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Dallas Cowboys News & Notes: Another Year With A Pass-Heavy Offense?

Latest Cowboys headlines: The Cowboys are projected with the second highest pass/run rate in 2014; Rod Marinelli likes that Cowboys' D has much to prove; Terrance Williams has improved his technique.

Matthew Emmons-US PRESSWIRE

2014 Pass/Run Rate Projections -
Mike Clay projects the pass/run rates of all 32 NFL teams for the upcoming 2014 season, and has the Cowboys projected with the second highest rate in the league:

Cowboys - 2014 Projection: 65% pass (2013: 66%)

Coach (and, possibly not coincidentally, former quarterback) Jason Garrett has a long history of rolling with a pass-heavy offense. Last season, the Cowboys called pass a league-high seven percentage points above expected based on game flow. That’s despite leading on 45 percent of their offensive snaps, which was sixth-highest in the league. As if that wasn’t enough reason to project Dallas as pass-heavy, the club hired Scott Linehan as its offensive coordinator. While with Detroit, Linehan called plays for the league’s pass-heaviest teams in both 2011 and 2012. The Lions were more balanced last year, but still leaned on a pass-balanced offense. Be sure not to overlook Terrance Williams this season. He should be on your WR3 radar.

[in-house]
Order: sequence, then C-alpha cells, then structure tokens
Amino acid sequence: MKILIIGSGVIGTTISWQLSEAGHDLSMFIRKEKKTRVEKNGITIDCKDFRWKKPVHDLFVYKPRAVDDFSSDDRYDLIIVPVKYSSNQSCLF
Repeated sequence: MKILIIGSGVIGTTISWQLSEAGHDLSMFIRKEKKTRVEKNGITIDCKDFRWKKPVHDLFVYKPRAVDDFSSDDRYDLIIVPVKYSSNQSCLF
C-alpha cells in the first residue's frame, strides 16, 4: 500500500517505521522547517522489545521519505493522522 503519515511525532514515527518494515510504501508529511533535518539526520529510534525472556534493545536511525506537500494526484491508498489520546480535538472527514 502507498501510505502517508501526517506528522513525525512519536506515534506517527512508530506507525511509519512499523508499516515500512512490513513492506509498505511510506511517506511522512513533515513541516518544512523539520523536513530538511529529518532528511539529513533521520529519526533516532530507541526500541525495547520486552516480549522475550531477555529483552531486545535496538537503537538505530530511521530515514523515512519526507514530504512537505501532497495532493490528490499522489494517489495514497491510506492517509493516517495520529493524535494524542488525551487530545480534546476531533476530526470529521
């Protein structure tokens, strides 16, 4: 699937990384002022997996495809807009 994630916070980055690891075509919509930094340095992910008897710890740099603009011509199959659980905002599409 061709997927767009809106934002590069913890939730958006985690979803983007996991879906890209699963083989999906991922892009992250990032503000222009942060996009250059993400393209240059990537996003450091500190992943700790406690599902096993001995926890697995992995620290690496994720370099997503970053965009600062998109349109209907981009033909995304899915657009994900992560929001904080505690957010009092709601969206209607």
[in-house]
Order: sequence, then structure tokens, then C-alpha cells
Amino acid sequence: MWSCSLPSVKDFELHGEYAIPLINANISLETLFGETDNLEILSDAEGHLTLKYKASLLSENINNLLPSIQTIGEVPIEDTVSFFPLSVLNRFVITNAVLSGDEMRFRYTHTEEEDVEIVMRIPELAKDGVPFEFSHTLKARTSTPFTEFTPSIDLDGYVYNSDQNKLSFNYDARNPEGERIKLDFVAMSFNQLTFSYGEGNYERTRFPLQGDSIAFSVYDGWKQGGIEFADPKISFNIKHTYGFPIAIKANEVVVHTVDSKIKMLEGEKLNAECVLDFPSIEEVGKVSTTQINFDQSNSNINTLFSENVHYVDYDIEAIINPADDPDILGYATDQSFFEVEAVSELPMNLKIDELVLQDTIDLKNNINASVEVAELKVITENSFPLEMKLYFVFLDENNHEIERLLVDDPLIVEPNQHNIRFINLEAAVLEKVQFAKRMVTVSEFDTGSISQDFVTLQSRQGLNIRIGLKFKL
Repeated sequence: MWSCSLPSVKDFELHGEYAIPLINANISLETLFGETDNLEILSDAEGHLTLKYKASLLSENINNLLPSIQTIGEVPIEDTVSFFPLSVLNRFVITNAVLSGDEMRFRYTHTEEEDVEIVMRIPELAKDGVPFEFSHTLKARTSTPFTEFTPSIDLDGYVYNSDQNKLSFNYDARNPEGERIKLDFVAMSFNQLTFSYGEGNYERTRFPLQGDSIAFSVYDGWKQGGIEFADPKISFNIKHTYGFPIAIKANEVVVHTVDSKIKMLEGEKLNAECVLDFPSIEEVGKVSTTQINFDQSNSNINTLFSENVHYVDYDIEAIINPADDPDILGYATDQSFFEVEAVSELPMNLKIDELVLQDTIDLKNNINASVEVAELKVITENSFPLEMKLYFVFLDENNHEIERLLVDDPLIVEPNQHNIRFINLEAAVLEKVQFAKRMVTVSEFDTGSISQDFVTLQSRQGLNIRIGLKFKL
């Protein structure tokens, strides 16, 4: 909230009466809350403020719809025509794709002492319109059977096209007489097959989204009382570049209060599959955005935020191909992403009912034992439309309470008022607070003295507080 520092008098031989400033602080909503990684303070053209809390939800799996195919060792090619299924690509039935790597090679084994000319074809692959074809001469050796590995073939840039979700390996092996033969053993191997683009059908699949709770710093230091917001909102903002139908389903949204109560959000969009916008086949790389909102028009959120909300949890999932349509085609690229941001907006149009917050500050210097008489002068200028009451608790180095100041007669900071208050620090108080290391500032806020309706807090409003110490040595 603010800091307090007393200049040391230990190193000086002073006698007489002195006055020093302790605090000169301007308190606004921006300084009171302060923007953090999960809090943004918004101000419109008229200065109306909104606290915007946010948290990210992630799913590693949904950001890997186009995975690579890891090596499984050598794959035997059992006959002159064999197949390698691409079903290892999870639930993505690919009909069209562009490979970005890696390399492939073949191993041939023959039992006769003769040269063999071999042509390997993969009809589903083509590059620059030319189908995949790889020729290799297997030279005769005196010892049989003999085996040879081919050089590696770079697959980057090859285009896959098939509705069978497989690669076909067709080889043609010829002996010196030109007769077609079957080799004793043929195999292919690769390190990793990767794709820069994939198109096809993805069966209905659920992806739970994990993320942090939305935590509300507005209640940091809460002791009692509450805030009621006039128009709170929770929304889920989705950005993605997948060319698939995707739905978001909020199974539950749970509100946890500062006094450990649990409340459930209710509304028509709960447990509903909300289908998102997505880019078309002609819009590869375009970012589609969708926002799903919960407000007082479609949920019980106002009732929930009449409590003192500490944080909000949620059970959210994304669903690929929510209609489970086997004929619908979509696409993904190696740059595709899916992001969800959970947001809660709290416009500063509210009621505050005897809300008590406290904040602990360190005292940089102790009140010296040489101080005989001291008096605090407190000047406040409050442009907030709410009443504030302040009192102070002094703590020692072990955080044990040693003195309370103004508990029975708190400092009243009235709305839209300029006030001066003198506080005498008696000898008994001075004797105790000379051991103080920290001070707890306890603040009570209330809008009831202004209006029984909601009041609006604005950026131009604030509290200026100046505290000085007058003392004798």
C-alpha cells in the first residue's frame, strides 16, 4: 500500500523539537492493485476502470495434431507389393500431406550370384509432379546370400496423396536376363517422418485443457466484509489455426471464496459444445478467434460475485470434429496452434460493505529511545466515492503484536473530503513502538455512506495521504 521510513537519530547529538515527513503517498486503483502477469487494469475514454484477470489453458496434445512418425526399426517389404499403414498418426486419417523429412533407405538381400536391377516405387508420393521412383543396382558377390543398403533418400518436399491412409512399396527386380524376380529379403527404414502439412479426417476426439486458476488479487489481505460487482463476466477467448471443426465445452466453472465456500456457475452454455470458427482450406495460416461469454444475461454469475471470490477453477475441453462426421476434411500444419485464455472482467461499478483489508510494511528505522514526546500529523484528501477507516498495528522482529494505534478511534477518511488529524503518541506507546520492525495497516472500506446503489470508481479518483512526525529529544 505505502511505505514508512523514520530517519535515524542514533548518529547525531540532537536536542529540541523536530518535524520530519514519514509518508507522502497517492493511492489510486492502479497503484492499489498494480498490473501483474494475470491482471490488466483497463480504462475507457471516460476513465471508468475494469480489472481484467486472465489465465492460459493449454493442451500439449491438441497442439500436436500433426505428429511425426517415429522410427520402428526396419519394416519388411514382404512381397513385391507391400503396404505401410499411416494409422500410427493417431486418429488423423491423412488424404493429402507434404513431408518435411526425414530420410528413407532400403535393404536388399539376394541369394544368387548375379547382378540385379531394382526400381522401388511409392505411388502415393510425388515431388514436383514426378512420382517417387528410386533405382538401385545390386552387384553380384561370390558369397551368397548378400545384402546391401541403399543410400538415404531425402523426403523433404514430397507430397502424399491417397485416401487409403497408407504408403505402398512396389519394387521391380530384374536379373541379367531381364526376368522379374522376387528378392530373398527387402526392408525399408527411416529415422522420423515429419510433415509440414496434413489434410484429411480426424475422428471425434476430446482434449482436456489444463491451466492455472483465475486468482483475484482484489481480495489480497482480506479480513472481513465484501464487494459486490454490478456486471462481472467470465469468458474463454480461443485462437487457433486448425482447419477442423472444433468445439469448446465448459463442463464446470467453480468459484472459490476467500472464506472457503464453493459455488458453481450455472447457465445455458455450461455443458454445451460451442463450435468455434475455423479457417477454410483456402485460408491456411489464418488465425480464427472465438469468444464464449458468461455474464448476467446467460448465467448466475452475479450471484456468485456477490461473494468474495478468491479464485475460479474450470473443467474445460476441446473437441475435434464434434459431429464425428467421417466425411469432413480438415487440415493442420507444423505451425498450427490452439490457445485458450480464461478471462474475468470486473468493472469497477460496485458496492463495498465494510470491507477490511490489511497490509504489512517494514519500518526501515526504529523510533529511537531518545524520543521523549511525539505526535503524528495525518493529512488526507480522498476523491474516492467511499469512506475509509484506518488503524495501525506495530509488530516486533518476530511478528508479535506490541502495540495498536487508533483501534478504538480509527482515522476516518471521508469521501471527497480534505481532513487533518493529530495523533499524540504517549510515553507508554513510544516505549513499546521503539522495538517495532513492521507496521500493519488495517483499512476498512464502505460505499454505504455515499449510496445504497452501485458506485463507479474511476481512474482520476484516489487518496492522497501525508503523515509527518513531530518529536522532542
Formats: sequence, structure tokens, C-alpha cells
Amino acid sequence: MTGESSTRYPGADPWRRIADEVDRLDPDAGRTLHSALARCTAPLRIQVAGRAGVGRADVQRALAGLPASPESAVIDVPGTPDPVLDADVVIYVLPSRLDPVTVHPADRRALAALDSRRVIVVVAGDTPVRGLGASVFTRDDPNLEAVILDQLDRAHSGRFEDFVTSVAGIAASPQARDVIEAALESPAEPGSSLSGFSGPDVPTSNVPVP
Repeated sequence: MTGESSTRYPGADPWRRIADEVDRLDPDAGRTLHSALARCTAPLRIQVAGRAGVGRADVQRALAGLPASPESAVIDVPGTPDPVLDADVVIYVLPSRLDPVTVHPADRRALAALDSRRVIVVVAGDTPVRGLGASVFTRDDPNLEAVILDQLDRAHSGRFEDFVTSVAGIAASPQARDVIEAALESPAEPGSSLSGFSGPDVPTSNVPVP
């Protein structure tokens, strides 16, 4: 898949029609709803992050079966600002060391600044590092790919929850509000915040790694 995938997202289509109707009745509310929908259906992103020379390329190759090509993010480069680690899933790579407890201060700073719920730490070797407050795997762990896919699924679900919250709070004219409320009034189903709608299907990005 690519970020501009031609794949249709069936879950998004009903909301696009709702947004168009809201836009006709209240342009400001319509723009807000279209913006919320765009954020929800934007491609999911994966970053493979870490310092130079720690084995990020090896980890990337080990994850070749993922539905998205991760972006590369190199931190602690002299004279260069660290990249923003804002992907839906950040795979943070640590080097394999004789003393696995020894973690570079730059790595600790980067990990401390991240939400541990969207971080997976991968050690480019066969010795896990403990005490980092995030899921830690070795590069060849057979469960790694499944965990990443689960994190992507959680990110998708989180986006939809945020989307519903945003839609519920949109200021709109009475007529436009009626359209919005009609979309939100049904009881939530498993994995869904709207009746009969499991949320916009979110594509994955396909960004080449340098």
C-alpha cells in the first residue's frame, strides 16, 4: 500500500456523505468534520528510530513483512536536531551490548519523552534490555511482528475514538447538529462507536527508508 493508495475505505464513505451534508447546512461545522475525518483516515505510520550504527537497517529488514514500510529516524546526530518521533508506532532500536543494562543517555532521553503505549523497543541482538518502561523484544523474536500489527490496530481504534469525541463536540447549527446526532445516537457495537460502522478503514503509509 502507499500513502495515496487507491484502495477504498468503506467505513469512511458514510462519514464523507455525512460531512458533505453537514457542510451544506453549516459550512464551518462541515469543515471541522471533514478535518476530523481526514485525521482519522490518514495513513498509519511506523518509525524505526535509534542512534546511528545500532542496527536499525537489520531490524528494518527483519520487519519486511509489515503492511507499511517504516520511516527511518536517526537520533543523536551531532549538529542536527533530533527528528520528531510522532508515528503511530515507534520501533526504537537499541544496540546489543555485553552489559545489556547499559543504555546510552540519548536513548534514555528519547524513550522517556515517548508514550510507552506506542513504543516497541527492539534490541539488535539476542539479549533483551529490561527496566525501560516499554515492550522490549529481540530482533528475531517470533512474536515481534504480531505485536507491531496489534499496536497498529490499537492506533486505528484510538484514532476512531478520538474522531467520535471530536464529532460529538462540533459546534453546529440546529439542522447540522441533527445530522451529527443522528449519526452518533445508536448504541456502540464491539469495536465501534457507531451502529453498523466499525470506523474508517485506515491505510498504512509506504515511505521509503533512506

Rod Marinelli likes that Dallas Cowboys' D has much to prove - Todd Archer, ESPN Dallas
Archer writes that Rod Marinelli liked what he saw from his Dallas Cowboys defense during practices and OTAs. But what he likes the most is the attitude the players are coming to work with.